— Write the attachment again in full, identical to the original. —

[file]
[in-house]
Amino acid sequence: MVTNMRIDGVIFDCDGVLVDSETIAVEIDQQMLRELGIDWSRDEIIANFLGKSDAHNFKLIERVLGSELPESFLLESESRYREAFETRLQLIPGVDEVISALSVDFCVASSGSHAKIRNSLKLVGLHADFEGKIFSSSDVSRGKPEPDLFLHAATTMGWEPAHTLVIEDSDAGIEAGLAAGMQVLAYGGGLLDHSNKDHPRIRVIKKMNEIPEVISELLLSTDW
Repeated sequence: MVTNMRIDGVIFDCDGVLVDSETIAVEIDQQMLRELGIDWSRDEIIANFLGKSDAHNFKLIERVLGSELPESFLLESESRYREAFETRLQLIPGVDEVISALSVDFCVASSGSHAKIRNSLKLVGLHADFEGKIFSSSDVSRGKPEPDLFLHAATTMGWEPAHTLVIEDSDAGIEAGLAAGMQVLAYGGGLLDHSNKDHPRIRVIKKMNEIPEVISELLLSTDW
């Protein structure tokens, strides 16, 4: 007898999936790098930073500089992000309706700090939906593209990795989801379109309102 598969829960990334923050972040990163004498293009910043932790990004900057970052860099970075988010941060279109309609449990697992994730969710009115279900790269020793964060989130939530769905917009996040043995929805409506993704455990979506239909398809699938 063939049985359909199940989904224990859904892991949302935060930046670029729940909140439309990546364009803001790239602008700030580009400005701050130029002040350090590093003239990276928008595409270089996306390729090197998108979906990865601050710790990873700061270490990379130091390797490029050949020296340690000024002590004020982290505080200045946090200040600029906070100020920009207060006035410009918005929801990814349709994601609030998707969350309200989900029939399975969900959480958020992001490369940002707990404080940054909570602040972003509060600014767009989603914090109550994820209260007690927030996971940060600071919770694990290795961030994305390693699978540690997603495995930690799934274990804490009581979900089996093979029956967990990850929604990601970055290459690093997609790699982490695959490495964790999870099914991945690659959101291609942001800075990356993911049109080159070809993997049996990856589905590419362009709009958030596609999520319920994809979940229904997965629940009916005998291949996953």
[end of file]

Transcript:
[in-house]
Amino acid sequence: MVTNMRIDGVIFDCDGVLVDSETIAVEIDQQMLRELGIDWSRDEIIANFLGKSDAHNFKLIERVLGSELPESFLLESESRYREAFETRLQLIPGVDEVISALSVDFCVASSGSHAKIRNSLKLVGLHADFEGKIFSSSDVSRGKPEPDLFLHAATTMGWEPAHTLVIEDSDAGIEAGLAAGMQVLAYGGGLLDHSNKDHPRIRVIKKMNEIPEVISELLLSTDW
Repeated sequence: MVTNMRIDGVIFDCDGVLVDSETIAVEIDQQMLRELGIDWSRDEIIANFLGKSDAHNFKLIERVLGSELPESFLLESESRYREAFETRLQLIPGVDEVISALSVDFCVASSGSHAKIRNSLKLVGLHADFEGKIFSSSDVSRGKPEPDLFLHAATTMGWEPAHTLVIEDSDAGIEAGLAAGMQVLAYGGGLLDHSNKDHPRIRVIKKMNEIPEVISELLLSTDW
């Protein structure tokens, strides 16, 4: 007898999936790098930073500089992000309706700090939906593209990795989801379109309102 598969829960990334923050972040990163004498293009910043932790990004900057970052860099970075988010941060279109309609449990697992994730969710009115279900790269020793964060989130939530769905917009996040043995929805409506993704455990979506239909398809699938 063939049985359909199940989904224990859904892991949302935060930046670029729940909140439309990546364009803001790239602008700030580009400005701050130029002040350090590093003239990276928008595409270089996306390729090197998108979906990865601050710790990873700061270490990379130091390797490029050949020296340690000024002590004020982290505080200045946090200040600029906070100020920009207060006035410009918005929801990814349709994601609030998707969350309200989900029939399975969900959480958020992001490369940002707990404080940054909570602040972003509060600014767009989603914090109550994820209260007690927030996971940060600071919770694990290795961030994305390693699978540690997603495995930690799934274990804490009581979900089996093979029956967990990850929604990601970055290459690093997609790699982490695959490495964790999870099914991945690659959101291609942001800075990356993911049109080159070809993997049996990856589905590419362009709009958030596609999520319920994809979940229904997965629940009916005998291949996953």